I don’t have to order gasoline from an oil company weeks ahead of time, I show up at the gas station and it’s ready to be purchased. The Invisible Hand works through self-interest, supply and demand and competition and is guided by price and buying signals.
In his Theory of Moral Sentiments, Smith also writes about four sources of moral approval that keep our behavior in check. Those sources of moral approval are our senses of prudence, propriety, benevolence and justice. These four sources govern our interactions with others.
I consider this an extended Invisible Hand. Our behavior toward one another is guided by signals from others that let us know how well we are applying our four senses of moral approval.
While watching ABC’s What Would You Do? this evening, it occurred to me that the idea of the show is to push beyond the edge of the envelope of our senses of moral approval and see how others in the area react.
What happens is that we see the Extended Invisible Hand in action. Other people act as a check on behavior that is deemed inappropriate.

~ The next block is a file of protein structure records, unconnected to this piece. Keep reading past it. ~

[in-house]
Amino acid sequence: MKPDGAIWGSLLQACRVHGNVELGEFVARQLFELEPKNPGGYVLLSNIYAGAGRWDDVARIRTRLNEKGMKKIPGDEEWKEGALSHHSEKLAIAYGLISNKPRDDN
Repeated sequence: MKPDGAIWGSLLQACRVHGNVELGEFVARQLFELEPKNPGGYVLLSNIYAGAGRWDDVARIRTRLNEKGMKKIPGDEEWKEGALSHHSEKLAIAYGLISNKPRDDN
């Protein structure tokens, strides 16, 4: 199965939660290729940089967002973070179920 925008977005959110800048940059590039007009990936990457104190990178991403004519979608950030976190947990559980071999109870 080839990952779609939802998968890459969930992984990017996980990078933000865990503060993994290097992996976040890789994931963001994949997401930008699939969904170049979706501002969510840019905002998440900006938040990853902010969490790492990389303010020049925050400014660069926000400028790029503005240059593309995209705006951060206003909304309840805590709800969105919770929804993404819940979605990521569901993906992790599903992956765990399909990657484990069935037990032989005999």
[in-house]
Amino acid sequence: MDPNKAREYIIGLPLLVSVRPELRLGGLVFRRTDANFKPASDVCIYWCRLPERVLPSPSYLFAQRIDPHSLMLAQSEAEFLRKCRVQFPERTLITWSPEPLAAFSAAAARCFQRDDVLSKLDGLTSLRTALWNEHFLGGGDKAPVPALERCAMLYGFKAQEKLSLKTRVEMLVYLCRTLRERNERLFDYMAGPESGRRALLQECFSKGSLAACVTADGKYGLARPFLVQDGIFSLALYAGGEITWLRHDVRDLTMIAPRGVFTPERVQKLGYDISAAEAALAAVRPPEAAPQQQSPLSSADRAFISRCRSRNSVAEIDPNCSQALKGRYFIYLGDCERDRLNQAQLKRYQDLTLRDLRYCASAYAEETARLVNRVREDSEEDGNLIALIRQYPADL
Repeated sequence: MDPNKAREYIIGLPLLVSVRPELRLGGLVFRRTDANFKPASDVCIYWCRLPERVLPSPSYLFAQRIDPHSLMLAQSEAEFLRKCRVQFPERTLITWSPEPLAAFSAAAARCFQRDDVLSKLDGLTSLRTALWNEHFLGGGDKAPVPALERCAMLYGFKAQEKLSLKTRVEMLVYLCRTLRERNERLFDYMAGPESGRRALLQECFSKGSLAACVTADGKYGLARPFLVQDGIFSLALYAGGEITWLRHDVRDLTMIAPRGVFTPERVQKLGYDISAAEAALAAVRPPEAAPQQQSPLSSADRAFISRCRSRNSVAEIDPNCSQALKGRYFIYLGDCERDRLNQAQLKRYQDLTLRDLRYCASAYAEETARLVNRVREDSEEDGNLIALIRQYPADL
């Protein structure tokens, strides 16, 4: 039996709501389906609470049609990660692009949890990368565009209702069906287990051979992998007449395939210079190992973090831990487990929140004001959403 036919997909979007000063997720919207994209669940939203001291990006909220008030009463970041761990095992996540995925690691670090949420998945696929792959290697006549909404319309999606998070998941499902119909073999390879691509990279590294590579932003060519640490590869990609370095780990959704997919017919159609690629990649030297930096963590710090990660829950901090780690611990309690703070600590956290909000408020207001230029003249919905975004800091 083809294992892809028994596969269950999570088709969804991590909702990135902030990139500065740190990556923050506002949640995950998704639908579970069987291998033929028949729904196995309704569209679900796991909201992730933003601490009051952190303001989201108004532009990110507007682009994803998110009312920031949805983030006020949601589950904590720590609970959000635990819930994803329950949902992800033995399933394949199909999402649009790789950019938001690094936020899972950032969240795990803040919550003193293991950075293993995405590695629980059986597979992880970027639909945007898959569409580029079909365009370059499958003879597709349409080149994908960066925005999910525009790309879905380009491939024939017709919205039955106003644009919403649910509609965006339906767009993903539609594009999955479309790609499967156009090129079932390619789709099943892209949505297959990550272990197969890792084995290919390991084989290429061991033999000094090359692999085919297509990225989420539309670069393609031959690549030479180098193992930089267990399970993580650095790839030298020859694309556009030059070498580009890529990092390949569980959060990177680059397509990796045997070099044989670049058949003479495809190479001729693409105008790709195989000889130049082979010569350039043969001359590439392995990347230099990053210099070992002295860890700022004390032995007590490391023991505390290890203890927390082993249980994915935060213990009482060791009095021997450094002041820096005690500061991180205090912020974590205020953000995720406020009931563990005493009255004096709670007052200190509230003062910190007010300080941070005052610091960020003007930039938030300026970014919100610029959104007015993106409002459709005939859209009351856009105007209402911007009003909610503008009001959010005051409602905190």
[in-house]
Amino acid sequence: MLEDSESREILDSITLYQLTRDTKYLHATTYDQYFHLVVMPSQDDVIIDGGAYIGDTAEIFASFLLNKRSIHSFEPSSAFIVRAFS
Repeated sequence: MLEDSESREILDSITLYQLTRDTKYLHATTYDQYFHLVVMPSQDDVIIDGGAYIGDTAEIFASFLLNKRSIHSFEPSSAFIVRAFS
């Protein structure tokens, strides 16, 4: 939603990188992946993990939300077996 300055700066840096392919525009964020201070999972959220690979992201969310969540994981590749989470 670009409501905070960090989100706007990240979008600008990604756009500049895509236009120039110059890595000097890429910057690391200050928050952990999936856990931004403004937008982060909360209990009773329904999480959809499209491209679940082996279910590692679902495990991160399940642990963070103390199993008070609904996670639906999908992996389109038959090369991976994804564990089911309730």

Nassim Taleb wrote a book named The Black Swan: The Impact of the Highly Improbable. As you can tell from the title, a Black Swan is what Nassim calls a highly improbable event. He asserts that these events are highly improbable, not predictable and they drive much of what goes on around us.
Many successful companies and products are the results of Black Swan events. As much as we’d like to think that there are formulaic ways of building successful companies, there isn’t. The best formula is lots of experimentation. The successful companies are the one experiment that works out of many. We just never really see the many because they die off before we ever take notice.
Many successful companies get their innovation wrong after they’ve become successful. They try to innovate from the top down. That is, high level management sit around at HQ thinking it’s their jobs try to dream up the next big thing. They forget where they started. Continue reading
Steven Landsburg’s video embedded in his blog post, Why I’d Rather Be Blogging, is an excellent example of what happens in discussions all too often that prevents actual exchanges of information and ideas.
In this case, the host of the Fox News program, John Gibson, desperately wanted Steven Landsburg to be saying something he wasn’t. What Gibson thought Landsburg’s position was would have been an easy take down and made Gibson look like a hero for blasting someone with such an obtuse viewpoint.
Gibson couldn’t adjust after figuring out that he misunderstood Landsburg’s point. He wasn’t giving up the hero mentality.